The OP needs to order a OPO Next, dial a color, pumped by the 355 nm light, is very fun. We had something like 420 to 2500 nm tunable with 1.5 nm steps, from the OPO... I loved installing the OPOs, they are surprisingly simple to build if you have a lot of 355 nm pulsed power to pump them, two crystals on stepper motors and four mirrors and a beam splitter... Hey, guess that wavelength, was fun... If you work with enough visible laser lines, your eye gets pretty good at GTW...

Pulsed, unfocused, 355 eats crystalline materials, laser housing paint, and fold mirrors, and business cards, and black absorbers, and woe betide you if it hits a signal or power cable. The 266, despite having far more energetic photons, not so much.

Be careful with these strong, short pulses, eye damage is easy. Watch the corneas with the UV, you do not want your corneas to turn white..

You have enough power there to do air breakdown if there is dust in the air, and to microcrack the glass in lenses if the focus gets too tight. Be careful.



Steve
 
Last edited:

r34p3rex

Member
Joined
Feb 2, 2008
Messages
196
Points
18
3H is sum frequency mixing of 1064 with 532. First crystal converts 1064 to 532 while being detuned or beam split to pass some 1064. Second crystal mixes them to produce a modest amount of 355. If the crystals are cut at the correct orientation, it is quite easy to get 355 going, once you have the green conversion well tuned and efficient.

266 on the other hand is difficult to get right. In most systems the crystal used is sensitive to adsorption heating by the 266 generated, and the crystal is both temperature and angle tuned. For the systems I worked on, it was adjust the crystal, wait 20 minutes, adjust the crystal, wait 20 minutes and so forth, so about an hour later I had stable 266 conversion provided I did not adjust the flashlamp energy or the pulse width. If the experiment required a change in delivered power level, well, lather, rinse, repeat...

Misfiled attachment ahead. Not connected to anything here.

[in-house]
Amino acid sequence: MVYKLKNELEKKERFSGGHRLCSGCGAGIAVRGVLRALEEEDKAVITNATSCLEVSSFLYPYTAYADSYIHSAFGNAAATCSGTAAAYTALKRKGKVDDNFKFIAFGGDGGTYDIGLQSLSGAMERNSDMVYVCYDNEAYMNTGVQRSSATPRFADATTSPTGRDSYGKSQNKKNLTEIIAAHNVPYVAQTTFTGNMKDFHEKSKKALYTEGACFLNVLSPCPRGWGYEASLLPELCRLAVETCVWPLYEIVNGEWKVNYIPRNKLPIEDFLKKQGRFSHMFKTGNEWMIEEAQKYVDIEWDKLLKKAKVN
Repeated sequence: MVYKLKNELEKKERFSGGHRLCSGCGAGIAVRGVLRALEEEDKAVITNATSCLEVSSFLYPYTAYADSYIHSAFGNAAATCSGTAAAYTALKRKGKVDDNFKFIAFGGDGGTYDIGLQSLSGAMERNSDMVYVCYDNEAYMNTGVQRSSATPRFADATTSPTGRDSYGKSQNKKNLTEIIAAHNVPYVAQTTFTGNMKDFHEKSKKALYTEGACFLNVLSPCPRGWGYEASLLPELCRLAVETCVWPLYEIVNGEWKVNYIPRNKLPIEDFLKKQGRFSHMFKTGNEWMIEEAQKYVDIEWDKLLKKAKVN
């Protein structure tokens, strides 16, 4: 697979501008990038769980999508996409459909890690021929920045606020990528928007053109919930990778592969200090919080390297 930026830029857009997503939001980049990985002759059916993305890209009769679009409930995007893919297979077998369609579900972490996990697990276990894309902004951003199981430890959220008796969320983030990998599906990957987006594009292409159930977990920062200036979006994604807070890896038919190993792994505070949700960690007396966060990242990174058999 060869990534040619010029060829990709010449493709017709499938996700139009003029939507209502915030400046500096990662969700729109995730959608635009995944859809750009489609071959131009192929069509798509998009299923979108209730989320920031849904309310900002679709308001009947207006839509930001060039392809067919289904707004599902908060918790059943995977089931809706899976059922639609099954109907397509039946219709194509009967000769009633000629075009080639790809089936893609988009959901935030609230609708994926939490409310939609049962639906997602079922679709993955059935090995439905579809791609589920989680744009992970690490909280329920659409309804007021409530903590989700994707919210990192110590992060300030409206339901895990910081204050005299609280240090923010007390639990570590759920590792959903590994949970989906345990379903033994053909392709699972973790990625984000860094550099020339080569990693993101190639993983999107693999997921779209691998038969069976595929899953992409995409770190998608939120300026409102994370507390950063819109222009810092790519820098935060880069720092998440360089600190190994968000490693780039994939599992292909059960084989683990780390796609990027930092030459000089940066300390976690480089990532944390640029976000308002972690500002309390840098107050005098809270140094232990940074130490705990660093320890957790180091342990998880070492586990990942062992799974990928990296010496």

Hopefully this laser has that automated.

The OP needs to order a OPO Next, dial a color, pumped by the 355 nm light, is very fun. We had something like 420 to 2500 nm tunable with 1.5 nm steps, from the OPO... I loved installing the OPOs, they are surprisingly simple to build if you have a lot of 355 nm pulsed power to pump them, two crystals on stepper motors and four mirrors and a beam splitter... Hey, guess that wavelength, was fun... If you work with enough visible laser lines, your eye gets pretty good at GTW...

Pulsed, unfocused, 355 eats crystalline materials, laser housing paint, and fold mirrors, and business cards, and black absorbers, and woe betide you if it hits a signal or power cable. The 266, despite having far more energetic photons, not so much.

Be careful with these strong, short pulses, eye damage is easy. Watch the corneas with the UV, you do not want your corneas to turn white..

You have enough power there to do air breakdown if there is dust in the air, and to microcrack the glass in lenses if the focus gets too tight. Be careful.



Steve
This system makes everything super easy, literally bolt on the harmonic generator and press a button on the controller for automatic phase matching.

I'm well aware of the hazards of these short wavelengths. Most of the projects our company works on involve lasers so we're all very well trained in safety :p

LIOB is pretty cool to see when combined with a microlens array.. looks like a floating hologram

Looks very nice. What sort of experiments are you doing with it?
We are developing several different devices in the dermatology/aesthetics space
 




Top